Songs for change: Reem Talhami

Reem Talhami at the Geneina Theater

“Ya leili, ah ya leil,” sings Palestinian Reem Talhami, calling the night like many other singers have done to witness all things that pass. Geneina Theater is only half-filled as the performance begins on Friday evening, but Talhami and her accompaniment dressed in an understated black show no sign of uneasiness.

The audience, too, gives no cause for complaint, generous in their applause, conversing freely with the singer. The atmosphere is warm, casual even. It is a meeting among friends, Palestinians and Egyptians — friends that share a long history attuned to each other’s traditions, secrets and inside jokes.

To the skilled oud accompaniment of Habib Shehadeh, Talhami delivers a typical homage to the host country by singing Sayed Darwish’s beloved “Shedd El-Hezam” (Fasten Your Belt).

“Music, and songs, and culture could be a weapon, and can urge you to action,” Talhami tells Daily News Egypt.

In light of the Israeli occupation of Palestine, “songs are dangerous”, says the artist.

One of Talhami’s songs, “Kull Shee Helw” (Everything is Beautiful) has been featured in the Israeli movie “The Band’s Visit.” Collaborations such as these can often be dangerous, says Talhami, because “we are not mature enough as a nation.” Artists’ loyalties are called into question over collaborations.

“There are a lot of contradictions between our being Palestinians inside Palestine, and being artists who think cultural messages are one of the big issues. I think that culture and music and literature are the new guns against Israel. I think our fight is cultural.”

Yet Talhami says she does not seek out collaborations. “My songs are part of a protest against occupation and against Israel as an occupation state.”

“Even the love songs,” says the singer, “should be taken as Palestinian love songs.”

“Every song is provided with power or strength.” They do not have to express resistance; some are songs about their own national identity. Wedding songs, such as “Oom, Etla, Ya Zeina,” (Come Out, Zeina) and “Aarisna Zein El-Shabab” (Our Groom is the Best of Youth), express a rich Palestinian heritage and invited the audiences at Geneina to an intimate family atmosphere.

Other songs, such as Talhami’s cover of Fairuz’s “Ishar” (Staying up Late), express the musical influences on Palestine from surrounding regions. The song sung by the Lebanese icon, was also composed by Egyptian Mohamed Abdel Wahab, both neighbors to Palestine.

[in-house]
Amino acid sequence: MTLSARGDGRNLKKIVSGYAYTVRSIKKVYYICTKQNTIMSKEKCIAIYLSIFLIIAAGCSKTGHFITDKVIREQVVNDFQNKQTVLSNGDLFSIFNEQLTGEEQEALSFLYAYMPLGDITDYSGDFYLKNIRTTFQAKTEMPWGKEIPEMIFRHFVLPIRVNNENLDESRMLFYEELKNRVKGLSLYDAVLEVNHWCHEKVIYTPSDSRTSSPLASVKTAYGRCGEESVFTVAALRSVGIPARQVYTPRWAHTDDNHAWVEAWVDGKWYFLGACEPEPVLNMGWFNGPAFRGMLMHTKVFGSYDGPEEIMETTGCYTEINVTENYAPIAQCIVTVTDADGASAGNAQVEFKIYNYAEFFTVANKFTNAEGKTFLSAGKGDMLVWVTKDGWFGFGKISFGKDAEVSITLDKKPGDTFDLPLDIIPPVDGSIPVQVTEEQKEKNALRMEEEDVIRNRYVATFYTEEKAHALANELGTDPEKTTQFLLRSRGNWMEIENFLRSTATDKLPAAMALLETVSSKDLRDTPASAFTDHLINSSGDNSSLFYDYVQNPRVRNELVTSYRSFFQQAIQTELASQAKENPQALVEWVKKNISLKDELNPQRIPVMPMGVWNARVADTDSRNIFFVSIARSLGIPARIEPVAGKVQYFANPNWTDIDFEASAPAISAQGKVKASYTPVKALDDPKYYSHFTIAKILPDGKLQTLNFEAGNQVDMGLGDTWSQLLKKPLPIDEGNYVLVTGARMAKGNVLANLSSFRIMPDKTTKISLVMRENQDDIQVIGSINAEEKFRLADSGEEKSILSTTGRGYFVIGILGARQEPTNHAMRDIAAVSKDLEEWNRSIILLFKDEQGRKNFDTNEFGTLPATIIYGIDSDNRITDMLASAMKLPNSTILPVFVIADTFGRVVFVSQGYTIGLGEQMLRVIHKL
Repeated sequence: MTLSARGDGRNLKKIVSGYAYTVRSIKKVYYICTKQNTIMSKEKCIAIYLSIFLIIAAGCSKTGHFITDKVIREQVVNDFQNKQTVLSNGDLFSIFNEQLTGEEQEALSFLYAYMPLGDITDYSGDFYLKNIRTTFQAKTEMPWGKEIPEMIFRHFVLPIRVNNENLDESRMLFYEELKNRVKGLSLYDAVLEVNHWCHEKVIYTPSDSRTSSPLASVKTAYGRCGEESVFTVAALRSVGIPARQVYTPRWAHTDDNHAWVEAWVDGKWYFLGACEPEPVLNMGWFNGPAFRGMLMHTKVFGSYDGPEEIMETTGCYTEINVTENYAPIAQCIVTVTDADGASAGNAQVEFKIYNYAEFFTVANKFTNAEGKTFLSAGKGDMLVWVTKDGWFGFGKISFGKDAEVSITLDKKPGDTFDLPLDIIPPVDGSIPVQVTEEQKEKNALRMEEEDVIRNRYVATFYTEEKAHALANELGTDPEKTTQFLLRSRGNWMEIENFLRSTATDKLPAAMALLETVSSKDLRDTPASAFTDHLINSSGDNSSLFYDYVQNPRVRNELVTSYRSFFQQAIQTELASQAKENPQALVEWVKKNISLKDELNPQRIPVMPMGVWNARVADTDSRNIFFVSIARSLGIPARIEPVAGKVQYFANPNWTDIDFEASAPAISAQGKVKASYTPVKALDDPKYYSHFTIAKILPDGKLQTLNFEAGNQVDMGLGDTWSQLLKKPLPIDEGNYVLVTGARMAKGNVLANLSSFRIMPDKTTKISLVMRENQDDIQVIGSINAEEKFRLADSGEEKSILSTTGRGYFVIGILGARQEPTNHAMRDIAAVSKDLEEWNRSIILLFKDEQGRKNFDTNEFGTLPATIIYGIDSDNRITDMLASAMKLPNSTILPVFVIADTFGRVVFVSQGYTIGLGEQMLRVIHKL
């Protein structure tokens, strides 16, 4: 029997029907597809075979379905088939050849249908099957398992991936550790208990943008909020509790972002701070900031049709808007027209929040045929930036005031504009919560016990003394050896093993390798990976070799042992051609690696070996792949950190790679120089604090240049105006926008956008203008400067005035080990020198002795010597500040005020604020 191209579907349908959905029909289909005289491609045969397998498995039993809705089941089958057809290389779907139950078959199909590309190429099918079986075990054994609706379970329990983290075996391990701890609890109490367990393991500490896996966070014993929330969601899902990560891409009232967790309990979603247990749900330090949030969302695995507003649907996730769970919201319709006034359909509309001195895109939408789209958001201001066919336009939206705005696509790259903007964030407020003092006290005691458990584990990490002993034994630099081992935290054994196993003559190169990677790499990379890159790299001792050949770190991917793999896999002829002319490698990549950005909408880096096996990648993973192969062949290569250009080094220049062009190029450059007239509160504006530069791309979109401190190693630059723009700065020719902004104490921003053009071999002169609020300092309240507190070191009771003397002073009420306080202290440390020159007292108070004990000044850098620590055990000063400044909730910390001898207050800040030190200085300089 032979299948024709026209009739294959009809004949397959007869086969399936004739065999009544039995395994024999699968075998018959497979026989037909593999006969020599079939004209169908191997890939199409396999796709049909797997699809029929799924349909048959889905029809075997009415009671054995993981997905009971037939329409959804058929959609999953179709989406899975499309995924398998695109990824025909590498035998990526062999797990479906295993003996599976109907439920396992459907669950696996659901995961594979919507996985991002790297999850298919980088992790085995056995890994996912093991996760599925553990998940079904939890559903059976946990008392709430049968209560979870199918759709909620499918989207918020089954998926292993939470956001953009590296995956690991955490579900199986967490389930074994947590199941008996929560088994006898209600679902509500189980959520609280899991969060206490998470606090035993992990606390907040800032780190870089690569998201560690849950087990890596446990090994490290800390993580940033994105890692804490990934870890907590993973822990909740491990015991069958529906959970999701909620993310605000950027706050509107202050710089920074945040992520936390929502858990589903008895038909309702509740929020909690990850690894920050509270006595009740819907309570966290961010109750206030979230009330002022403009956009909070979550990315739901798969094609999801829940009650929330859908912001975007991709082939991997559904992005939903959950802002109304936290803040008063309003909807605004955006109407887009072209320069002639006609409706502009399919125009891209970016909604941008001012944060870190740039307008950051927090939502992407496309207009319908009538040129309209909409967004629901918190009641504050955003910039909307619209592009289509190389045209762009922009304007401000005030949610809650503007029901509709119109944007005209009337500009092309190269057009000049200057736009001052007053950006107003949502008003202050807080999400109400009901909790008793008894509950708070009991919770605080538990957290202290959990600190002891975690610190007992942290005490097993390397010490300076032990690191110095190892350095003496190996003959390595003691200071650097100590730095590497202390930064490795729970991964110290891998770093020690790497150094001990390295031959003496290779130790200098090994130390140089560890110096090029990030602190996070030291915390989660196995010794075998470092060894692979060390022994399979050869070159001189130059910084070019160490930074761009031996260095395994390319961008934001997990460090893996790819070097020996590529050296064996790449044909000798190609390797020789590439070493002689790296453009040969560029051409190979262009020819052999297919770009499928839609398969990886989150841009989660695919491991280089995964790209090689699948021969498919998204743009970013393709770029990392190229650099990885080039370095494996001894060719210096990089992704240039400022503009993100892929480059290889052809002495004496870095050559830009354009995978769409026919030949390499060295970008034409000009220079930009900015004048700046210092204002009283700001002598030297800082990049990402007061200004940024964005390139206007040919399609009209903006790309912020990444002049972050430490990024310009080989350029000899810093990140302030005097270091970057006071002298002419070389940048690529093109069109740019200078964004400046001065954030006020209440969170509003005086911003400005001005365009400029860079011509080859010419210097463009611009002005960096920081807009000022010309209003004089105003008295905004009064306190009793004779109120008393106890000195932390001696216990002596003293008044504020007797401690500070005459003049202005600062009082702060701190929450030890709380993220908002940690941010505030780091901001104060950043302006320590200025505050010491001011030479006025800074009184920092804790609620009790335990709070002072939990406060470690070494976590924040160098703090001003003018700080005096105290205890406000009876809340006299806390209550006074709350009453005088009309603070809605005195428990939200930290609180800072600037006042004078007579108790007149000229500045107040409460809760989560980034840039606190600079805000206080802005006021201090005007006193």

While some found the songs monotonous , many found the dominant oud and vocal combination soothing. Certain songs carried dramatic overtones such as “Hannili Yamma” (Put Henna on Me), which turned from a soft start to an exaggerated low tone speaking of destruction and apocalypse. It was met with audience applause all the same, seeing as it clearly carried a tone of resistance, one with which Egyptians sympathize.

“People under occupation are freer than people in other Arab nations,” said Talhami during the interview, “We are stronger, we have goals. It’s a daily urge to act, to think to try to fight. And we are not asleep, because there is a fear and anxiety of what is going on around us and we have to be awake all the time. “

Unlike most of the Arab world, Palestine having a “democratic occupier” is also free to express itself. “Most Arab nations command loyalty coming out of fear, not out of belief.”

“When we plant hope in an Arab citizen it is dangerous — dangerous for the government, for the leaders, because you are planting optimism. It’s a country belonging to the citizen not just the leader. That’s why songs are dangerous.”

Other songs, says the artist, are dangerous because they drive you to forgetfulness with their sexual and commercial intents.

“Our part serves our daily troubles because we are very different in a distinguished situation — [dealing with] occupation and seeking your Palestinian identity all the time,” said the oud player Shehadeh.

Their art is “a mission,” both Shehadeh and Talhami agree.

Starting with classical and western band “Ghurbeh,” and moving to a Western-heavy “Washem,” Talhami says she has finally found a balance in expressing the Palestinian and Arab identity which is nevertheless enriched by world music.

For the most part, the music was gentle on the ears, some songs breaking one out of a pleasant stupor. The night has witnessed many, yet carries on quietly.

Originally published online on Daily News Egypt, August 23, 2010.

About CK

i sleep, i wake, i write chitra[dot]kalyani[at]gmail[dot]com
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